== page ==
Airports are crowded at this time of the year with an international mix of tourists as well as business-bound frequent flyers. What can be done to make their experience more memorable? Helsinki airport is testing a number of initiatives intended to cater for a variety of cultural tastes.
This summer, Finavia the operator of Helsinki Airport has been testing potential new services in their TravelLab initiative. The TravelLab takes ideas that have arisen from customer feedback and the Quality Hunters crowdsourcing initiative, makes them into prototypes and brings them to actual passengers for testing. Prototypes tested during the first run of TravelLab have included airport yoga, floor stickers guiding children to play areas, a coffee-vending bicycle, service menu info screens on airport buses, a Finnish-themed photo wall and a midsummer festival.
The prototypes were evaluated based on experience, reliability, urgency, cost efficiency and their alignment with Helsinki Airport’s strategy. The airport has identified four different passenger profiles among its users: fast and efficient flyers, who make up 38% of the airport’s passengers; enjoyment seekers, who come in second at 31%; safety seekers, who are the smallest group at 13%; and habitual travellers, who make up 18% of Helsinki Airport’s passengers. The prototypes were also studied in terms of the passenger group they reached best, the time of day passengers were most responsive to them and the available time passengers had for engaging with services at the airport.
Midsummer magic enticed passengers from Asia
Passenger’s responses to the prototypes tested has been overwhelmingly positive. The most popular prototype, by far, was the Midsummer festival. This prototype saw the non-Schengen gate area decorated with traditional Midsummer birch trees and a maypole. Passengers were invited to take part in flower garland workshops, Finnish super food tastings and a traditional Midsummer dance. The prototype was most popular with Chinese, Japanese and European passengers and all passenger groups apart from the fast and efficient flyers. Passengers especially thanked the uniqueness of the experience, saying that they had never experienced anything like this at an airport. Even passengers with delayed flights remained happy.
Relaxed passengers gave high marks to airport yoga
Yoga Gate was another hit among the passengers. In the harmonious Kainuu space, passengers could take part in instructed yoga and Pilates classes or exercise independently, using instructions provided in the space. Classes were organised during the peak hours in the morning and afternoon.
Passengers ranked it high based on the experience. The service was found to be unique and useful, although the mats were also used purely for sleeping. The prototype was most popular among passengers from Korea, China, Japan and Finland. Rather surprisingly, the passenger group best reached were the habitual travellers, who normally like to minimise the time they spend at airports.
Participants were eager to share their experiences with friends and family, and thought a service like this would make them more likely to choose Helsinki as their transfer airport. Yoga Gate will continue in August, as the second run of TravelLab commences.
Gate Roastery attracts safety-seeking Europeans, but leaves Asians cold
In Gate Roastery, passengers were offered the chance to buy coffee and tea from a local roaster directly at the gate from a coffee vending-station mounted on a bicycle. Passengers thanked the personal and friendly service, as well as the uniqueness of the prototype. It was seen as a good and fast option for times when there are long queues at the cafés. As such it was most popular among passenger groups who want to minimise the time they spend at the airport, the habitual travellers and the fast and efficient flyers, but also the safety seekers, who want to minimise the chance of missing their flight. Coffee as a product appealed to Finns and other European travellers, but not to Asians and passengers with long flights ahead of them.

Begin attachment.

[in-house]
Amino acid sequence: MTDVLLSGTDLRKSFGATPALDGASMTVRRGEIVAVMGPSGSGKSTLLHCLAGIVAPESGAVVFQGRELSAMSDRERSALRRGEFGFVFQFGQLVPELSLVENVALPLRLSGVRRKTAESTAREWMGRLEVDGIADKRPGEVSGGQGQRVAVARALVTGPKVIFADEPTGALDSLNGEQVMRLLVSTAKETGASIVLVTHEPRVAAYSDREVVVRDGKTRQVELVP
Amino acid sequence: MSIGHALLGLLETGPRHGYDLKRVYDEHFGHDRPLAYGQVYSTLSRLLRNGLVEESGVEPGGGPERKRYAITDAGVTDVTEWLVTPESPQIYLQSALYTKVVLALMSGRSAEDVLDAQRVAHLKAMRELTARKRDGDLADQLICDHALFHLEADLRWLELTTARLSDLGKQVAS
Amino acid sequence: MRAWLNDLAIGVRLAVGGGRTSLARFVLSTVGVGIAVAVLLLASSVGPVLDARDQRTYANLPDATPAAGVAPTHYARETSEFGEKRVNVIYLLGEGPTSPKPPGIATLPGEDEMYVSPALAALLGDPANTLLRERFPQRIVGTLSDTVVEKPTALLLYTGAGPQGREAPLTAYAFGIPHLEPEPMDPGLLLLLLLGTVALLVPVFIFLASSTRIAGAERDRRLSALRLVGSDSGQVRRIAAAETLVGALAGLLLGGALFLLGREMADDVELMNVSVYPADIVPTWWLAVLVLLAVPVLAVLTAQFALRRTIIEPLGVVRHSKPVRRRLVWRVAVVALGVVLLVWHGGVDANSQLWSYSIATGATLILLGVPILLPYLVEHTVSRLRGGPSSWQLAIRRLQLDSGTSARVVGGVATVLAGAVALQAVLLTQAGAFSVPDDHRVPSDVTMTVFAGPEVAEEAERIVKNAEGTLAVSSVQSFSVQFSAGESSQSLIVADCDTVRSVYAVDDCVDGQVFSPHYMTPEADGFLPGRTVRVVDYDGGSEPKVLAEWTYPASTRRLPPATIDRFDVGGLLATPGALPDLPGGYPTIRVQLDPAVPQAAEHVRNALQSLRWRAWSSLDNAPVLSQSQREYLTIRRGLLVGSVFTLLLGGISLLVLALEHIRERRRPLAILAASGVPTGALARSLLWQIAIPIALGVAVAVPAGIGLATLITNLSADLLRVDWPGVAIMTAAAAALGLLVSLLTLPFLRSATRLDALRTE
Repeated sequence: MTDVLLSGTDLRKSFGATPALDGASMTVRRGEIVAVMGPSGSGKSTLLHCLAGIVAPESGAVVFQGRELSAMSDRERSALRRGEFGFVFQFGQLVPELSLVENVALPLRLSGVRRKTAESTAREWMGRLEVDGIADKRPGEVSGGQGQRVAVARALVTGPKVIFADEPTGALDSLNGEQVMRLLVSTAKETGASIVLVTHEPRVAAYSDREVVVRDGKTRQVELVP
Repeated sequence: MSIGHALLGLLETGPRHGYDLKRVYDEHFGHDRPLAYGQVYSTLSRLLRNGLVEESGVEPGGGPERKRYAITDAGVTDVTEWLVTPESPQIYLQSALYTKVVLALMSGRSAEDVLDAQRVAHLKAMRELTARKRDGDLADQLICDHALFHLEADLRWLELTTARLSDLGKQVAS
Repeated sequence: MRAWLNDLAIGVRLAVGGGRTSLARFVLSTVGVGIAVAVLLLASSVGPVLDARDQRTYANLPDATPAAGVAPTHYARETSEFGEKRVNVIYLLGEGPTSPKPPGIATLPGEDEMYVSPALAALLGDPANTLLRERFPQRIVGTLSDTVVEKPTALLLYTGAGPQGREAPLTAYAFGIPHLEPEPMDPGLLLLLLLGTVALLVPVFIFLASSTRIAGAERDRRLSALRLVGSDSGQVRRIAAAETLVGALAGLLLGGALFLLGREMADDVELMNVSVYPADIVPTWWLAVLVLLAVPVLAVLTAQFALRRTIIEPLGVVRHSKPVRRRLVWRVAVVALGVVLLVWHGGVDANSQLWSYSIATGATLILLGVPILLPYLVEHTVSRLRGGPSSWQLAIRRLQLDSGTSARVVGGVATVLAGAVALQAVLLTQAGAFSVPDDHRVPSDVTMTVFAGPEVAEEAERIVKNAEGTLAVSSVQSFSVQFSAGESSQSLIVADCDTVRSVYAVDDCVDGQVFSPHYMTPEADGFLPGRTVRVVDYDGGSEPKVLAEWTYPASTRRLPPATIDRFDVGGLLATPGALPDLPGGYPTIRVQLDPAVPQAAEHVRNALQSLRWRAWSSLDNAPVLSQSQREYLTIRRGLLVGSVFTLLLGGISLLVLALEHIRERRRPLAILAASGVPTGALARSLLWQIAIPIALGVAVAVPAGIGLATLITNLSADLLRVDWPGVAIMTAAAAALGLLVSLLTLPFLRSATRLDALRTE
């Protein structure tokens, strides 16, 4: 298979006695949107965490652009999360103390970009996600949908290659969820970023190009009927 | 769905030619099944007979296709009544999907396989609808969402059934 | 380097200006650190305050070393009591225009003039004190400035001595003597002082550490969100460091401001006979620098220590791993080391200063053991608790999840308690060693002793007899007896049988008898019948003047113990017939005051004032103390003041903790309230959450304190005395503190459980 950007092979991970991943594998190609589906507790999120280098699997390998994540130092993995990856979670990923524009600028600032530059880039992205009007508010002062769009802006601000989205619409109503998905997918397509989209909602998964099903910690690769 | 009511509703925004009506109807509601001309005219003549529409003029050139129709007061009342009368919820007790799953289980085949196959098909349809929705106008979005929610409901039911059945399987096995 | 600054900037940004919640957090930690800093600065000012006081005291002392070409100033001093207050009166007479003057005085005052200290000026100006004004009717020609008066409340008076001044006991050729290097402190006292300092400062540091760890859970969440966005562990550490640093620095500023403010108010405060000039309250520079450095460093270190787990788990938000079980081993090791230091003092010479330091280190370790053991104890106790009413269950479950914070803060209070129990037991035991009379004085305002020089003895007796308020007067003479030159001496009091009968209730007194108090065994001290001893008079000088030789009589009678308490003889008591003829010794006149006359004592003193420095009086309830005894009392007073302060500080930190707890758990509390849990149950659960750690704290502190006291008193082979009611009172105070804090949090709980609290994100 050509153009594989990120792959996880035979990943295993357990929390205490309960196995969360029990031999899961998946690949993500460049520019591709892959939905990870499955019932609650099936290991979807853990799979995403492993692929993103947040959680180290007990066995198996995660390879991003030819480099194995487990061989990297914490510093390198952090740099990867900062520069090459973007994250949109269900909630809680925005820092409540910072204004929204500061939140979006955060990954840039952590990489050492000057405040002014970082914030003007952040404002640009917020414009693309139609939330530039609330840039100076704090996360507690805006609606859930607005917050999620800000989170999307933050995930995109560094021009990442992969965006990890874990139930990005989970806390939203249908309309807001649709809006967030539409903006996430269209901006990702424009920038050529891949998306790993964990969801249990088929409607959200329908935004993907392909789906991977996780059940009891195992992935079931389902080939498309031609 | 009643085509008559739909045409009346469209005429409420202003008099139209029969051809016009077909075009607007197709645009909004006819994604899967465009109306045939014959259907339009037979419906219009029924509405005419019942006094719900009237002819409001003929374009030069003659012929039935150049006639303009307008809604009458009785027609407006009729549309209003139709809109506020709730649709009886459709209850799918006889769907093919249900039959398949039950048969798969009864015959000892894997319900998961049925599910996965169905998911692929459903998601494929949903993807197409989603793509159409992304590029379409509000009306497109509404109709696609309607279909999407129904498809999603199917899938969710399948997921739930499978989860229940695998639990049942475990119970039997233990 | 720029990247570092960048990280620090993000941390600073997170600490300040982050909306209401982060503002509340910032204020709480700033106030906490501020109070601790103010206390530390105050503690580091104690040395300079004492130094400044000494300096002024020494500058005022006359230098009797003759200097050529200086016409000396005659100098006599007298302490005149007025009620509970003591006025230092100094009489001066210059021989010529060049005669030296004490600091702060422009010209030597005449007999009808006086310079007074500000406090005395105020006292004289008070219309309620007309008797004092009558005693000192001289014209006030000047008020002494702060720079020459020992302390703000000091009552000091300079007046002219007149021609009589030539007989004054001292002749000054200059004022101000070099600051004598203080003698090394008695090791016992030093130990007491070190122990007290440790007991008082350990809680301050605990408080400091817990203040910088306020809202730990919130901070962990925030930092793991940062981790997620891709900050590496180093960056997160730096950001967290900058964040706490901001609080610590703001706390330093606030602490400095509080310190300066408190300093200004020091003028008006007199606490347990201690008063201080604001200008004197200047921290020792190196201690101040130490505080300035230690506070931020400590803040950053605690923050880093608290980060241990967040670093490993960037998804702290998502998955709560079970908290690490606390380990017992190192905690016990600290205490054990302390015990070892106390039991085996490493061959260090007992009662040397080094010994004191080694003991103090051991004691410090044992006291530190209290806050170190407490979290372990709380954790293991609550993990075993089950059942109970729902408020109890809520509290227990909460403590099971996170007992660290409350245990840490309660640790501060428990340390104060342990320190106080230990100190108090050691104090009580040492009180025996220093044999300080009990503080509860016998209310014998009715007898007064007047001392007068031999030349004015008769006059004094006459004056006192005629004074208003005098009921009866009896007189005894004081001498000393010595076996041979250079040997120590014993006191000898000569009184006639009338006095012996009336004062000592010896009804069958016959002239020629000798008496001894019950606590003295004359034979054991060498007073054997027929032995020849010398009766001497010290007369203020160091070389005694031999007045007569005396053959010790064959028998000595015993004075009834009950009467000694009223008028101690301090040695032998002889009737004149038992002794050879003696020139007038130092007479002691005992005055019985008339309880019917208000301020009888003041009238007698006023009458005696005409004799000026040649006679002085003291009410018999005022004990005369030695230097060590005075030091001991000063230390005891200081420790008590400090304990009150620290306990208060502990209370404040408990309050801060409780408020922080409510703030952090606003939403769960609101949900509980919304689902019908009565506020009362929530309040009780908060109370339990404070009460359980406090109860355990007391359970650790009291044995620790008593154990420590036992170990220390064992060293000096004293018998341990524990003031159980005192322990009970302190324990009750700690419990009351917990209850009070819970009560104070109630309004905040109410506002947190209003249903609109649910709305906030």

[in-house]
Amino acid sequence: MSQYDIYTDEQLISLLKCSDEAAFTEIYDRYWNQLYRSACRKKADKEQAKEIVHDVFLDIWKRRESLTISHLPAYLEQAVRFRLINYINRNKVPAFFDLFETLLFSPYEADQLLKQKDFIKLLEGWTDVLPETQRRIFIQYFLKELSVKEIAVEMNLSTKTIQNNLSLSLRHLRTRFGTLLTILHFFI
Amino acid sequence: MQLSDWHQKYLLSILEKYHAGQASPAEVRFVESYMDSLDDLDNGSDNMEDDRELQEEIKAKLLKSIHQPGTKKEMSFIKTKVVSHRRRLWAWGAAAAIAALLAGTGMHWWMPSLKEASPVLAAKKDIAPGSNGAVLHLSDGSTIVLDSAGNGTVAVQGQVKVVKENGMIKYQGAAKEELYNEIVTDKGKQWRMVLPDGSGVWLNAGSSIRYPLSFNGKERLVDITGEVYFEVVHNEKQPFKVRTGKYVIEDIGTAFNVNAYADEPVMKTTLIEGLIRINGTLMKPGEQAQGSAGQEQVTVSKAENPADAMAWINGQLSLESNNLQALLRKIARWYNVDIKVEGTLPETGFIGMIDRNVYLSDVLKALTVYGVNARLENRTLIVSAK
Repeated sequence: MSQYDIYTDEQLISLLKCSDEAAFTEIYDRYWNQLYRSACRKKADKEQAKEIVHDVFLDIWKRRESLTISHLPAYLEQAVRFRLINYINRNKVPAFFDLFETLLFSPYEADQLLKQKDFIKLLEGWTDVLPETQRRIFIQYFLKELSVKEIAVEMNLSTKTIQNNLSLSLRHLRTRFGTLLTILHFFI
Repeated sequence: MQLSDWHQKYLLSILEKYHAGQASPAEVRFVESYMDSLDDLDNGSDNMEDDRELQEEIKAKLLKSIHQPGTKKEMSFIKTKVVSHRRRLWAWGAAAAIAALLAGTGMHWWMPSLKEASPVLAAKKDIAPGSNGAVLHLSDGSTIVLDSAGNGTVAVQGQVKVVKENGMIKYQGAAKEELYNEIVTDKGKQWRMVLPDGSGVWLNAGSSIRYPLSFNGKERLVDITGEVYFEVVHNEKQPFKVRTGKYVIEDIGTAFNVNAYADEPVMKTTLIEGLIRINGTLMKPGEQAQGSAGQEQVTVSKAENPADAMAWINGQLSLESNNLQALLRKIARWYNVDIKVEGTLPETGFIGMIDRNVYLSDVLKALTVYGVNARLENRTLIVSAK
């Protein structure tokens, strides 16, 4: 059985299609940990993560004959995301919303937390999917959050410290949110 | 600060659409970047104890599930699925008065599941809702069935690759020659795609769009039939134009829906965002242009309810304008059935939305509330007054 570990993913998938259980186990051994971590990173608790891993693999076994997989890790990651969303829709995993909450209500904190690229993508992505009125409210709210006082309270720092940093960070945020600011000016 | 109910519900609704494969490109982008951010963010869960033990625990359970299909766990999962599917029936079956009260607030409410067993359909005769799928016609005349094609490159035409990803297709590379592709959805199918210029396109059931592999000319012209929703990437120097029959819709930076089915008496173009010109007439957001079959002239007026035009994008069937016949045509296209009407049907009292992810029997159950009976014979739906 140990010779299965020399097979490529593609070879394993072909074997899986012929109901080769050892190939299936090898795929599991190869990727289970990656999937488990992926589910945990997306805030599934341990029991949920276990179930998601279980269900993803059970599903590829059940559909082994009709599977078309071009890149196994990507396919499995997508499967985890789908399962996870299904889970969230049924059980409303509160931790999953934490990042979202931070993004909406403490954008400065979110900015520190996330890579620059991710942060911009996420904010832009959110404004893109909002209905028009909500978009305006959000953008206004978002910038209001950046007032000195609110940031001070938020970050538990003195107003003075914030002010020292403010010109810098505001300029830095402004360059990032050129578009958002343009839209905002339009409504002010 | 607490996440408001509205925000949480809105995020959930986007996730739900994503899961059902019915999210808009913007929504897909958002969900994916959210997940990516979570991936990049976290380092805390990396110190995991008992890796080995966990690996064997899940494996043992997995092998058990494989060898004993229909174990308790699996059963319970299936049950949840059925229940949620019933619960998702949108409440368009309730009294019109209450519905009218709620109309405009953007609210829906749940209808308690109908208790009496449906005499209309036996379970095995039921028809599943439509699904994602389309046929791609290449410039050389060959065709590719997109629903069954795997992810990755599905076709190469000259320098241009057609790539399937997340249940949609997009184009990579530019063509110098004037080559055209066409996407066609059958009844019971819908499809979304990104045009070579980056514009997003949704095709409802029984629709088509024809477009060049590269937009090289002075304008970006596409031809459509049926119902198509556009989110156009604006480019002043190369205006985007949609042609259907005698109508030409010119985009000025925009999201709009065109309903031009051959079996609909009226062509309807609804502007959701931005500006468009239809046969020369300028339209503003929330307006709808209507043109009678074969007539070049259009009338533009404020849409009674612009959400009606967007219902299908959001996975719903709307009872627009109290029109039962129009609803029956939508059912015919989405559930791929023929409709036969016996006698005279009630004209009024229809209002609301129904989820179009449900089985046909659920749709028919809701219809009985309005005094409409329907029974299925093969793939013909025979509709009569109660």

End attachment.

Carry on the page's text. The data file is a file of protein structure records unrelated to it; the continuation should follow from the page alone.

In the Service Menu prototype, transfer passengers received information about airport services on airport bus screens and in brochures. The Service Menu suggested different services based on how much time the passengers had between their flights and what their interests were. The prototype best reached habitual travelers with tight transfer times in the afternoon hours. The prototype will be further developed in the second round of TravelLab.
Footprints on the floor: family-friendly signage?
TravelLab also tested animal footprints as a child-friendly guide leading to the Reima Playproof play area. The prototype reached Finnish and Russian families in the safety seeker target group. Children aged 2 to 6 years old were most interested in the footprint trail.
Families engaged with the prototype saw play areas as the most important airport service after bathroom facilities, but thought them hard to find. With some improvements on visibility of information, guides such as this one might be helpful for passengers with children.
Family fun at the photo wall
The Finnish-themed photo wall was seen a fun, mood-lifting addition to the airport. It was most popular among Chinese and Finnish passengers. Of the passenger groups, it appealed most to the habitual travellers and, rather surprisingly, the safety seekers. It was most popular among passengers travelling with family or as a couple.
The photo wall prototype will continue in August with some changes made based on the results of the first run.
The second round of TravelLab introduces new prototypes
TravelLab’s second round will start on July 21 and continue at the airport until August. In the second phase, some of the prototypes of the first phase will be tested further.